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The Shake wins free studio time at Stratosphere Sound through The Deli

As you all should be aware by now, The Deli's mission is to give local artists free exposure and opportunities. Recently Stratosphere Sound, the Chelsea based recording studio owned by Smashing Pumpkins' James Iha and Fountains of Wayne's Adam Schlesinger, gave to The Deli readers the opportunity to win a FULL DAY of free studio time (there will be more, so stay tuned!). We can now announce that the winners of this first studio time giveaway (chosen directly by the Stratosphere Sound's staff) are alt rockers The Shake - congrats! Stratosphere Sound has a 30% discount on their studio rates for all those who will mention The Deli until the end of September.

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Diehard CD review and new video

There seems to be a trend of late that we certainly won’t complain about: local NYC/Brooklyn bands channeling earnest 90s music styles to match the Doc Martens and grandmother-inspired floral prints seen on the streets of Williamsburg. After a positive review from Pitchfork for their track, “Future Tense,” local band Diehard couldn’t be blamed if they were to perhaps act like they have it all sorted, but this power pop four-piece offers no hint of pretension on their Oh So Premier EP.
After the minimal-to-layered buildup of the opening track, the record kicks into higher gear with “Was I Wrong?,” a playful Velocity Girl-like singsong of regret that can’t help but bring on a smile. “Future Tense,” a haunting I Can Hear The Heart Beating As One-evoking track manages to honor that quintessential record while also offering a new breath of youthful beats and lyrical beauty. We can easily imagine it as a worthy track to follow “Damage,”  yet it holds its own in the sincere indie rock department.
“Cool Kids”, the final track on the EP, is a beach friendly take on harmony and happenstance. “We’re all down/We’re around” makes us want to meet them at the benches in front of Bouton Hall for an afternoon of youthful time wasting.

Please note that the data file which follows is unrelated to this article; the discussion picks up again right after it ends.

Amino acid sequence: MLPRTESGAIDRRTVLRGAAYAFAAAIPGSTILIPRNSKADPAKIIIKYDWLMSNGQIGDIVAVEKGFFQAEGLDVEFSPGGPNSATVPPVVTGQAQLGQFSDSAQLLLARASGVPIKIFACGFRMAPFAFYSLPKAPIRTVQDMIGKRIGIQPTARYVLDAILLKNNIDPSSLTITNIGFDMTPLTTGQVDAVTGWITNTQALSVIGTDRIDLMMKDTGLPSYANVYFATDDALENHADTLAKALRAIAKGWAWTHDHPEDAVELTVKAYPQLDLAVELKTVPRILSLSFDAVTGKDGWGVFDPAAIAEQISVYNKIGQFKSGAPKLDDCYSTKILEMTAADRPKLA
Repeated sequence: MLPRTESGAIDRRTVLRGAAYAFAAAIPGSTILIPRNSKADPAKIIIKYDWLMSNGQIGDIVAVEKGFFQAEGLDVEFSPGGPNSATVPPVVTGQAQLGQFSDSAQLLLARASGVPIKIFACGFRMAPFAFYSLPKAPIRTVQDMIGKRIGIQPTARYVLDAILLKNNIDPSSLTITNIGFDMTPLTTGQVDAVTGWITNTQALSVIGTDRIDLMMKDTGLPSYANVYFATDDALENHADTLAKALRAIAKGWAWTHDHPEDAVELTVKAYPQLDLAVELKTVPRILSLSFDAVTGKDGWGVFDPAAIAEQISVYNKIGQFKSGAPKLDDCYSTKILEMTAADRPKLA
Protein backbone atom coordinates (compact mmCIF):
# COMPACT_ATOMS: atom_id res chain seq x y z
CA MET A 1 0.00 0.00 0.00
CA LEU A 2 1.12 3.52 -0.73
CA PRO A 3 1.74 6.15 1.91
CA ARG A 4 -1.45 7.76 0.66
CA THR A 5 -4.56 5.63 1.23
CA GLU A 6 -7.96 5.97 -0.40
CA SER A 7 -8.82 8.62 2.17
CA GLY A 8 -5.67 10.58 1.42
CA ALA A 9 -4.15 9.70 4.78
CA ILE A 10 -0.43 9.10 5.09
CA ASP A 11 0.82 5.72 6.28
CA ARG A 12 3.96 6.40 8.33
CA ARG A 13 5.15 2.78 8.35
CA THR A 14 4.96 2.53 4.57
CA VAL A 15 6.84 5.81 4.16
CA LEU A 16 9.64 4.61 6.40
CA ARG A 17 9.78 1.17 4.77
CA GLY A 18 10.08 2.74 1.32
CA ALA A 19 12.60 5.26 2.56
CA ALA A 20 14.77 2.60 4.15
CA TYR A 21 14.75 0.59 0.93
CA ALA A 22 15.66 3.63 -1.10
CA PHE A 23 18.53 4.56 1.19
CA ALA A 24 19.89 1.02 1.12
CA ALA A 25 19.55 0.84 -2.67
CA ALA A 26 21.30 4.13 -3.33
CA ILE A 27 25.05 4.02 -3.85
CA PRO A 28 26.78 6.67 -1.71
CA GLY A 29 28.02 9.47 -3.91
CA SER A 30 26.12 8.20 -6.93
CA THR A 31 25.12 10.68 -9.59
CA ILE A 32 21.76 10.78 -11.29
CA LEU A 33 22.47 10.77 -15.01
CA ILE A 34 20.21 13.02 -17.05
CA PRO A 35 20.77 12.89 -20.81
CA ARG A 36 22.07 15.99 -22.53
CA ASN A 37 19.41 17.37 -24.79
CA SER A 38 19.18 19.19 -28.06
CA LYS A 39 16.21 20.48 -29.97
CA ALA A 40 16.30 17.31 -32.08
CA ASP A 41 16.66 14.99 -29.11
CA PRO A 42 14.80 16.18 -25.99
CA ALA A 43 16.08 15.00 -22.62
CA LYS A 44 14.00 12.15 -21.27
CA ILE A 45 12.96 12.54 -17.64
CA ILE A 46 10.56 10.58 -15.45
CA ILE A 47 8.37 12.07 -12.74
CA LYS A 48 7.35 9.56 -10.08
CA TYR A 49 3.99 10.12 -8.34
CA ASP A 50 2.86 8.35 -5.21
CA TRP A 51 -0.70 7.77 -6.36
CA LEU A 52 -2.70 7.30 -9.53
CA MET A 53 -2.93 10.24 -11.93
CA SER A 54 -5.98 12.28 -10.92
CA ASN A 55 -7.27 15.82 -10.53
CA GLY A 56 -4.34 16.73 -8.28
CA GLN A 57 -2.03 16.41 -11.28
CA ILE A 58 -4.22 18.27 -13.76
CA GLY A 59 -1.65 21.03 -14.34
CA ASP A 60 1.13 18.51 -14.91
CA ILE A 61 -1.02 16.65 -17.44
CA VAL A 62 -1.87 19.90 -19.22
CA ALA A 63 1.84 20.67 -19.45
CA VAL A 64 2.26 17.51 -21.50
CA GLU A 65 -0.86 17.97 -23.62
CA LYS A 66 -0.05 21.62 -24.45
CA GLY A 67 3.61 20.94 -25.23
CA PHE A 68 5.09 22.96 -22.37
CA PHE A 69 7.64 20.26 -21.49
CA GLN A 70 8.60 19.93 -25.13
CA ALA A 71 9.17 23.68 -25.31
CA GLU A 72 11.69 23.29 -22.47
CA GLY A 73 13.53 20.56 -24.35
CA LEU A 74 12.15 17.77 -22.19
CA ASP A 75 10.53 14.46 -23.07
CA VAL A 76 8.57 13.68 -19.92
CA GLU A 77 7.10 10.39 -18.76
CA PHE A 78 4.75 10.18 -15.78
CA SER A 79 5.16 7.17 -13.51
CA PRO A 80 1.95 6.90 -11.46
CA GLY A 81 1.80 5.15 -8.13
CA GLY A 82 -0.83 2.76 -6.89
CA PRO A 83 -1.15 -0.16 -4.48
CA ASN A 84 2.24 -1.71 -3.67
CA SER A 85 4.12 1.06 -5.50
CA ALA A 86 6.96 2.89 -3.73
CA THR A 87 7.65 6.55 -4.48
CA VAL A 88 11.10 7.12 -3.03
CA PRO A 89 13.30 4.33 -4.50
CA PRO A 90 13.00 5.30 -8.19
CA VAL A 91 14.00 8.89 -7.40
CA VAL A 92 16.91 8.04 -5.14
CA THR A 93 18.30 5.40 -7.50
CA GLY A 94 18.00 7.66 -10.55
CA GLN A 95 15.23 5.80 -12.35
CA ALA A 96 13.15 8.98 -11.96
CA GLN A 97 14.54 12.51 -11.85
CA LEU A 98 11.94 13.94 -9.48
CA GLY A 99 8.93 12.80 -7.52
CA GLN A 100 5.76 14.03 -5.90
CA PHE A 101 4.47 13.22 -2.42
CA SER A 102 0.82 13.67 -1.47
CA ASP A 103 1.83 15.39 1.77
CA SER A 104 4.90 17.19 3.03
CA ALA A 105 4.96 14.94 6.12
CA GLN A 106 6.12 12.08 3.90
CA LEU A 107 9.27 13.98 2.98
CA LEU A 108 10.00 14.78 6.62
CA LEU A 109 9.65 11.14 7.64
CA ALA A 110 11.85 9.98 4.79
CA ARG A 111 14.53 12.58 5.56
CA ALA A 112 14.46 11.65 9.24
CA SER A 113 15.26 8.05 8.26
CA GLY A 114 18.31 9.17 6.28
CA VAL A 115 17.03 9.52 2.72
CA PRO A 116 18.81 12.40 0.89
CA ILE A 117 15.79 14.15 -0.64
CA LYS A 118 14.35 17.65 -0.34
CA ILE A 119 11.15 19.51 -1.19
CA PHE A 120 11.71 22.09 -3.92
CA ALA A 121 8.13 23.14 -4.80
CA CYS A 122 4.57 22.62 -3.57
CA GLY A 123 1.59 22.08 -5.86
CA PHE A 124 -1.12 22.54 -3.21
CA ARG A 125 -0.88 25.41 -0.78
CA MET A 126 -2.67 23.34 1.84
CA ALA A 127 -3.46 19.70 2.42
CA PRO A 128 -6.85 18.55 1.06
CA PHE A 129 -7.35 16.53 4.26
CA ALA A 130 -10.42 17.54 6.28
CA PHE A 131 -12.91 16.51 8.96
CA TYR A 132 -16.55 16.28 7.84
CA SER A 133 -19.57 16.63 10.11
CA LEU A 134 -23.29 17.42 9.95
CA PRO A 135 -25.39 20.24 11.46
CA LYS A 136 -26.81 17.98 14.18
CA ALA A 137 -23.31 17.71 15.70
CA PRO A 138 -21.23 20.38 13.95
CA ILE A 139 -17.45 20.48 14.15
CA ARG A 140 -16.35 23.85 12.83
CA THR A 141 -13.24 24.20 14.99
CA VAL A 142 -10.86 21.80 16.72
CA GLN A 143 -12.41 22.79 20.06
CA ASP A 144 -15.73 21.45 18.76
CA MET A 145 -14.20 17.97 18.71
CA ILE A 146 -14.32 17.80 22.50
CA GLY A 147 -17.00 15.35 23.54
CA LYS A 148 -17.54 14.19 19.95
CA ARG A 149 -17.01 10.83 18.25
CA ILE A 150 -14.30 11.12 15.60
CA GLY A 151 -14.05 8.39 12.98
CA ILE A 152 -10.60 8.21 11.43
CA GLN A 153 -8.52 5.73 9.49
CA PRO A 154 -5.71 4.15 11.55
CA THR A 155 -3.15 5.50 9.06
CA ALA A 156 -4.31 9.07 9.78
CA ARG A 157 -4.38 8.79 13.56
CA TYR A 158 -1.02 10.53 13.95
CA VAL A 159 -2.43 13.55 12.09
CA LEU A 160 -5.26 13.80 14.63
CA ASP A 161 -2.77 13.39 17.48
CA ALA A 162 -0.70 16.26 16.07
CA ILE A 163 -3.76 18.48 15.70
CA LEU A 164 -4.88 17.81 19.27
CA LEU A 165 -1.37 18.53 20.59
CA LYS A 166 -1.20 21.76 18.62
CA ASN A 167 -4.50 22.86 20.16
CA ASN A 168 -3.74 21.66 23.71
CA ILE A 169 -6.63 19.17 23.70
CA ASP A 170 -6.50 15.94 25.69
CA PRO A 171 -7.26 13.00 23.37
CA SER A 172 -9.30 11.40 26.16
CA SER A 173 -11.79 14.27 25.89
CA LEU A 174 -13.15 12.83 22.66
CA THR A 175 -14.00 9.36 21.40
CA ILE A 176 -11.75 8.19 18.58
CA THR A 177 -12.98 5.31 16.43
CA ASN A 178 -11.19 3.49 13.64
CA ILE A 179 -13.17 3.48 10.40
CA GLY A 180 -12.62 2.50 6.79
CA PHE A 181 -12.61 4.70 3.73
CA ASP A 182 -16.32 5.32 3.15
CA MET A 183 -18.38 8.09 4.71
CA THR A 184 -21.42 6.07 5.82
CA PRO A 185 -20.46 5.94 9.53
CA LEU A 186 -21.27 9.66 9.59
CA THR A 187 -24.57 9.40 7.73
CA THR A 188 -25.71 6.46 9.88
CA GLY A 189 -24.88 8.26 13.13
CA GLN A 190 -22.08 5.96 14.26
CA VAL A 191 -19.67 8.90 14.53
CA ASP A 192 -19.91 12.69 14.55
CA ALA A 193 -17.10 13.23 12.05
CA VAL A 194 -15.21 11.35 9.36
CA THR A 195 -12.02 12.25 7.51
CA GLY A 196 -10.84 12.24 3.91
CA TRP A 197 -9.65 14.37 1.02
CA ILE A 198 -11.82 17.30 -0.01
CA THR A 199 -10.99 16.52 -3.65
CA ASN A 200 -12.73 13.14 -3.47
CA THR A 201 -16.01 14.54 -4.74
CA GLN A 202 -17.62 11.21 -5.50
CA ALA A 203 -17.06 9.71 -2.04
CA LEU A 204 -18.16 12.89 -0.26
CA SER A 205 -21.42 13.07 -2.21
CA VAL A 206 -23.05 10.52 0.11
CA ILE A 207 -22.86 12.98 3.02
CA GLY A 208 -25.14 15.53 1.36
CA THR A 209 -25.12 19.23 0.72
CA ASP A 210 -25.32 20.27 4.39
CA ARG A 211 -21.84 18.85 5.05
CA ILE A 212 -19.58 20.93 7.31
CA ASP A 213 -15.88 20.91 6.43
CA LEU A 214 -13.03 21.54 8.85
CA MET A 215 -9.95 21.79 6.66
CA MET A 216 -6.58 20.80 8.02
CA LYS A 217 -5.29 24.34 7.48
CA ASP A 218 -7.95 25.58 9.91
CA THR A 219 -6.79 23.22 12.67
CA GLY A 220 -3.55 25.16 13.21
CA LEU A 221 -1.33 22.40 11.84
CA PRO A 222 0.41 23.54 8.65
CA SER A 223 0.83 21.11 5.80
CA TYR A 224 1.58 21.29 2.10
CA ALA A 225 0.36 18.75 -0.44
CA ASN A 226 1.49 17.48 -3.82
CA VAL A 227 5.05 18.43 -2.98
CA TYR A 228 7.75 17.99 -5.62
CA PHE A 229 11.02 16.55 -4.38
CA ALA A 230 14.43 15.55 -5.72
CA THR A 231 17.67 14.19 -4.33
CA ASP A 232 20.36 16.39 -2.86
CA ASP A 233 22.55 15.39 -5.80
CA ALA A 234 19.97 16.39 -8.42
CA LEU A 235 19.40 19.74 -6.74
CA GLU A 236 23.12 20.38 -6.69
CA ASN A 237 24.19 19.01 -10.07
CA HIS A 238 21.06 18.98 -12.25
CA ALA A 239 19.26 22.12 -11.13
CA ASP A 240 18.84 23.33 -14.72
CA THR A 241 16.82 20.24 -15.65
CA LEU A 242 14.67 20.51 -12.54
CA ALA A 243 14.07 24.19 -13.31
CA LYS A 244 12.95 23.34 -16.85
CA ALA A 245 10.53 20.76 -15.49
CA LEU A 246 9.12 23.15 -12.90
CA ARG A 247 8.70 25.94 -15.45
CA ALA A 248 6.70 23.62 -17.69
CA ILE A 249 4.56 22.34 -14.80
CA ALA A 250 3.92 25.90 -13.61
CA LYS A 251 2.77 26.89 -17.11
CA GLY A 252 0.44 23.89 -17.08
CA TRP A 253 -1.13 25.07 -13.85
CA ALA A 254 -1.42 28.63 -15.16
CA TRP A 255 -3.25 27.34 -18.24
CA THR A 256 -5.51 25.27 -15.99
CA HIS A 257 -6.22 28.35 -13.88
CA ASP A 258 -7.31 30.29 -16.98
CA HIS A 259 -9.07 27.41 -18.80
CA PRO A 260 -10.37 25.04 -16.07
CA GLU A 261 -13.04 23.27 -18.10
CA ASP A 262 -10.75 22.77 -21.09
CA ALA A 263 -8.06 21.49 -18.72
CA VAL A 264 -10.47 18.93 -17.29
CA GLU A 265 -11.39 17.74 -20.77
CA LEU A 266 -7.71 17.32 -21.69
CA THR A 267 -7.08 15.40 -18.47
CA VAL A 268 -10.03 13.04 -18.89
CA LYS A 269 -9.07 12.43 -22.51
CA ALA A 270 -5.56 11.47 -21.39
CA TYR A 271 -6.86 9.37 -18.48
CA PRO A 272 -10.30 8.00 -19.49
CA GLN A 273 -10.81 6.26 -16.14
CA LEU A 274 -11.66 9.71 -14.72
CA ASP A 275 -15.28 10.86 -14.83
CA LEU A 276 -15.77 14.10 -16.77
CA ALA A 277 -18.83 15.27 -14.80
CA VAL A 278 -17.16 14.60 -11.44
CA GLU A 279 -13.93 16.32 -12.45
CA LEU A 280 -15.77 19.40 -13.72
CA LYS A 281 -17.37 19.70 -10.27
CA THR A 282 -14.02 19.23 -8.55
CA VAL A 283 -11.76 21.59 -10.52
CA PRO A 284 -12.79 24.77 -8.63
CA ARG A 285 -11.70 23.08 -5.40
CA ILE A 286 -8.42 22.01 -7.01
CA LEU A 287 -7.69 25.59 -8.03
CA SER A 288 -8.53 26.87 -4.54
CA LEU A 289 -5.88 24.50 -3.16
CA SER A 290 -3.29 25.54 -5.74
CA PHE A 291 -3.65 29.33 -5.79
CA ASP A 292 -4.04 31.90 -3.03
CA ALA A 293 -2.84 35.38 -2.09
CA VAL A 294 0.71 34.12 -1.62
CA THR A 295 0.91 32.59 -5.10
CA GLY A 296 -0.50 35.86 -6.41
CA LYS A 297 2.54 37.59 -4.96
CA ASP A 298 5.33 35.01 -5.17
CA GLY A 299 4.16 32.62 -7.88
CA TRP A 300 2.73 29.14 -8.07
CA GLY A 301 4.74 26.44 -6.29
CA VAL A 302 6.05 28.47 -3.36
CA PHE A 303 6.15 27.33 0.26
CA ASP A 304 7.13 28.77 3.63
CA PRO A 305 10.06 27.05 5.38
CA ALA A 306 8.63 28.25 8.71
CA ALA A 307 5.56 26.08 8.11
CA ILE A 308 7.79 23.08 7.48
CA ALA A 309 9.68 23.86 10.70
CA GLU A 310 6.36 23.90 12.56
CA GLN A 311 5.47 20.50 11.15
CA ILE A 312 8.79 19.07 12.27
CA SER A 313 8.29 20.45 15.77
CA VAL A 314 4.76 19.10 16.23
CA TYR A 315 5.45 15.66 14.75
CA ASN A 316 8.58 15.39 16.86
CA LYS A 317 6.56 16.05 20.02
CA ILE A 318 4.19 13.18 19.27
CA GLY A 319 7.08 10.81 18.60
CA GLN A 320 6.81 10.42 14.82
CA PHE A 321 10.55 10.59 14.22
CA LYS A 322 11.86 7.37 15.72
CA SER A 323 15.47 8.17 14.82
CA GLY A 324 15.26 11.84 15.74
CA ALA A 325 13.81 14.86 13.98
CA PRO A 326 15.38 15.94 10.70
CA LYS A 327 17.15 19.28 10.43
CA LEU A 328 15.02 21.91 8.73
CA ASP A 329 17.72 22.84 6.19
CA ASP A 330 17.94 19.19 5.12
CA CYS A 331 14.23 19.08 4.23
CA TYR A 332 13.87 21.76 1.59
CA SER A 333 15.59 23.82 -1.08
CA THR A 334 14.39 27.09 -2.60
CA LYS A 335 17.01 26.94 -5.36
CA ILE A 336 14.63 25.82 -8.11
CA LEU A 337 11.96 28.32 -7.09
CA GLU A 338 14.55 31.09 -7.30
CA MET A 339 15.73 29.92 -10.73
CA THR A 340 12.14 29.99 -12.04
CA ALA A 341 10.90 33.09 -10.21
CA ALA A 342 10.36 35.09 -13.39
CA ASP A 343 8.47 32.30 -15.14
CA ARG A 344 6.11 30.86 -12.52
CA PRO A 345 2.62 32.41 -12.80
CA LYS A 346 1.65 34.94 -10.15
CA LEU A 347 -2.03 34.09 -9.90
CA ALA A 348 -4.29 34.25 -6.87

Oh So Premier may do its fair share of conjuring up the past, but it also marks an enjoyable present and promising future for Diehard. - Lora Grillo for StereoactiveNYC.com

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The Blow return with a show at Glasslands on May 13

Under the name The Blow, Khaela Maricich has released a number of music albums and toured nationally and internationally. Working in music venues as well as art spaces, her performances explore and exploit the conventions of each format. Her recent work interweaves elements of narrative performance art with traditional pop-show dynamics, while her music is an intriguing, minimalistic mix of synths, drums, and delicate vocal melodies that's hard not to love. Although The Blow's last album (entitled "Poor Aim: Love Songs") dates back to 2007, the project is active live and will hit Glasslands on May 15 (Acrylics will be the openers).

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Weekly Special #203a: The Static Jacks, live at Cameo, May 8

The Static Jacks are an extremely young rock band from New Jersey that blends Interpol's tense guitar work and driven drum beats with a more "alt-rock" approach; mostly traceable in their preference for epic, open melodies. In their still short career they already managed to play with bands of the caliber of Tokyo Police Club, Youth Group, and Nightmare Of You. Self-described "Infamous rock mangler" Lee A. Cohen (manager of The Dandy Warhols and So So Glos) is a big fan of the band and recently sat down with them for a Deli-cious interview - read it here.

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Weekly Special #203a: NewVillager

Pop has been hurting since the King of Pop’s reign peaked more than a decade ago. Ben Bromley and Ross Simonini of NewVillager are rivaling for the indie ticket to usurp at least as pop princes. “Michael Jackson and The Beatles [are] the two presiding artists of pop mythology who set the great big shining standard that needs to be broken,” says Simonini, when asked who NewVillager sounds like. “We can use the lens of M.J. and The Beatles to see our own music in a broader light.”
Although only a 7-inch has been released for “Rich Doors” and “Genghis On,” the songs exhibit the duo’s adept ability to draw from disparate influences and construct cohesive, memorable songs. Their performance during CMJ revealed that they have a ready arsenal of material filled with huge hooks and beats. The songs jog the collective pop memory while adding an element of surprise and fascination. Not content with just writing and recording music, Bromley and Simonini plan to release different forms of art media to accompany their pop masterpieces. - Read Nancy Chow's interview with the band here.

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